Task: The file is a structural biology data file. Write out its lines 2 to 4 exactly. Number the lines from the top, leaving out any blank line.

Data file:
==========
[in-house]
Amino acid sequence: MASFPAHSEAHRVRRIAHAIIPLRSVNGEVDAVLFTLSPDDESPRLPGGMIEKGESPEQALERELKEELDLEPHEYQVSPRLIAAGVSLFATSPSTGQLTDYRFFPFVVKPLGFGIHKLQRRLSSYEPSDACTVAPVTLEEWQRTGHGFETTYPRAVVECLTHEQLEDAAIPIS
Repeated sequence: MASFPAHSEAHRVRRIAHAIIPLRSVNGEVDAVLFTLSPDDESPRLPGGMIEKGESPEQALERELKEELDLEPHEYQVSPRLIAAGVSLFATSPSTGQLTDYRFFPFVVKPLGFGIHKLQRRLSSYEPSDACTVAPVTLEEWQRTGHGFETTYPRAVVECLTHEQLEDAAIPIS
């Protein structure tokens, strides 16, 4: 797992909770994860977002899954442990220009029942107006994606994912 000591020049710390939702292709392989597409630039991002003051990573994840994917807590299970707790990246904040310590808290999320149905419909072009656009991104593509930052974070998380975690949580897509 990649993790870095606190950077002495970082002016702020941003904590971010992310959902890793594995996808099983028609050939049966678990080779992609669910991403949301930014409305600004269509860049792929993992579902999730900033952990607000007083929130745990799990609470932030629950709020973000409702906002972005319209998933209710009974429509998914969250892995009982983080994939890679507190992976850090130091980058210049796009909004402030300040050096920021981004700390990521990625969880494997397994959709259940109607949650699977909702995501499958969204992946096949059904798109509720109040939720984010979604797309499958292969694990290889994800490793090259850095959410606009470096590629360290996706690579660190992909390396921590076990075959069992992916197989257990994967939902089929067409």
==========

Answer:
Amino acid sequence: MASFPAHSEAHRVRRIAHAIIPLRSVNGEVDAVLFTLSPDDESPRLPGGMIEKGESPEQALERELKEELDLEPHEYQVSPRLIAAGVSLFATSPSTGQLTDYRFFPFVVKPLGFGIHKLQRRLSSYEPSDACTVAPVTLEEWQRTGHGFETTYPRAVVECLTHEQLEDAAIPIS
Repeated sequence: MASFPAHSEAHRVRRIAHAIIPLRSVNGEVDAVLFTLSPDDESPRLPGGMIEKGESPEQALERELKEELDLEPHEYQVSPRLIAAGVSLFATSPSTGQLTDYRFFPFVVKPLGFGIHKLQRRLSSYEPSDACTVAPVTLEEWQRTGHGFETTYPRAVVECLTHEQLEDAAIPIS
């Protein structure tokens, strides 16, 4: 797992909770994860977002899954442990220009029942107006994606994912 000591020049710390939702292709392989597409630039991002003051990573994840994917807590299970707790990246904040310590808290999320149905419909072009656009991104593509930052974070998380975690949580897509 990649993790870095606190950077002495970082002016702020941003904590971010992310959902890793594995996808099983028609050939049966678990080779992609669910991403949301930014409305600004269509860049792929993992579902999730900033952990607000007083929130745990799990609470932030629950709020973000409702906002972005319209998933209710009974429509998914969250892995009982983080994939890679507190992976850090130091980058210049796009909004402030300040050096920021981004700390990521990625969880494997397994959709259940109607949650699977909702995501499958969204992946096949059904798109509720109040939720984010979604797309499958292969694990290889994800490793090259850095959410606009470096590629360290996706690579660190992909390396921590076990075959069992992916197989257990994967939902089929067409």